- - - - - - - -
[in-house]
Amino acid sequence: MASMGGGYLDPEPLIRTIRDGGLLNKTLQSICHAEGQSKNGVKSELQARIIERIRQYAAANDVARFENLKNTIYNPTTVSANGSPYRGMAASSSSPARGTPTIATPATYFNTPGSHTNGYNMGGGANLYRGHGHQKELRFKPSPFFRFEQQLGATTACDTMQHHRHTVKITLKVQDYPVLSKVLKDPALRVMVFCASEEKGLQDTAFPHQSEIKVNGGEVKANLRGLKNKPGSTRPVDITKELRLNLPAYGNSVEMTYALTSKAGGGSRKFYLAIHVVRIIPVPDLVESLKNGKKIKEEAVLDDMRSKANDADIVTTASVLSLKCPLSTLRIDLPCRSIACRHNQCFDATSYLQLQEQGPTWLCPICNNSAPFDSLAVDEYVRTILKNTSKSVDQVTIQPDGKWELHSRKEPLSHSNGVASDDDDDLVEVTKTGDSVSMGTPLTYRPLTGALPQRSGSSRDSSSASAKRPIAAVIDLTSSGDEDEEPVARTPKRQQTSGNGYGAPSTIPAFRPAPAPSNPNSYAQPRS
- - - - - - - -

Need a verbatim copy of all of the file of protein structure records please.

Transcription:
[in-house]
Amino acid sequence: MASMGGGYLDPEPLIRTIRDGGLLNKTLQSICHAEGQSKNGVKSELQARIIERIRQYAAANDVARFENLKNTIYNPTTVSANGSPYRGMAASSSSPARGTPTIATPATYFNTPGSHTNGYNMGGGANLYRGHGHQKELRFKPSPFFRFEQQLGATTACDTMQHHRHTVKITLKVQDYPVLSKVLKDPALRVMVFCASEEKGLQDTAFPHQSEIKVNGGEVKANLRGLKNKPGSTRPVDITKELRLNLPAYGNSVEMTYALTSKAGGGSRKFYLAIHVVRIIPVPDLVESLKNGKKIKEEAVLDDMRSKANDADIVTTASVLSLKCPLSTLRIDLPCRSIACRHNQCFDATSYLQLQEQGPTWLCPICNNSAPFDSLAVDEYVRTILKNTSKSVDQVTIQPDGKWELHSRKEPLSHSNGVASDDDDDLVEVTKTGDSVSMGTPLTYRPLTGALPQRSGSSRDSSSASAKRPIAAVIDLTSSGDEDEEPVARTPKRQQTSGNGYGAPSTIPAFRPAPAPSNPNSYAQPRS